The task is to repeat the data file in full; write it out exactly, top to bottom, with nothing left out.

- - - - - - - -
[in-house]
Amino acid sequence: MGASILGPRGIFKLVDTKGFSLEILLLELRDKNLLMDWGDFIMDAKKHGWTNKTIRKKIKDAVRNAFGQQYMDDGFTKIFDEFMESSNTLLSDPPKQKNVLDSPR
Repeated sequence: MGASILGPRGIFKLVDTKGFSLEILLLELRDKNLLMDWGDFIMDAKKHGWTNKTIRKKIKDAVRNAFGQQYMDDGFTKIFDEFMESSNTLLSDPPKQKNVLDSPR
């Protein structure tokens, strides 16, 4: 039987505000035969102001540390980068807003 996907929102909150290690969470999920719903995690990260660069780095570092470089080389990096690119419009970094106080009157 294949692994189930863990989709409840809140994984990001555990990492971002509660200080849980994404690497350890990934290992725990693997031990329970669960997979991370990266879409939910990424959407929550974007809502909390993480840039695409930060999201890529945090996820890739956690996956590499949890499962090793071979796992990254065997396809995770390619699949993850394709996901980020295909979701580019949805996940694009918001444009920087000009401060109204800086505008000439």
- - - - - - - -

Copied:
[in-house]
Amino acid sequence: MGASILGPRGIFKLVDTKGFSLEILLLELRDKNLLMDWGDFIMDAKKHGWTNKTIRKKIKDAVRNAFGQQYMDDGFTKIFDEFMESSNTLLSDPPKQKNVLDSPR
Repeated sequence: MGASILGPRGIFKLVDTKGFSLEILLLELRDKNLLMDWGDFIMDAKKHGWTNKTIRKKIKDAVRNAFGQQYMDDGFTKIFDEFMESSNTLLSDPPKQKNVLDSPR
């Protein structure tokens, strides 16, 4: 039987505000035969102001540390980068807003 996907929102909150290690969470999920719903995690990260660069780095570092470089080389990096690119419009970094106080009157 294949692994189930863990989709409840809140994984990001555990990492971002509660200080849980994404690497350890990934290992725990693997031990329970669960997979991370990266879409939910990424959407929550974007809502909390993480840039695409930060999201890529945090996820890739956690996956590499949890499962090793071979796992990254065997396809995770390619699949993850394709996901980020295909979701580019949805996940694009918001444009920087000009401060109204800086505008000439």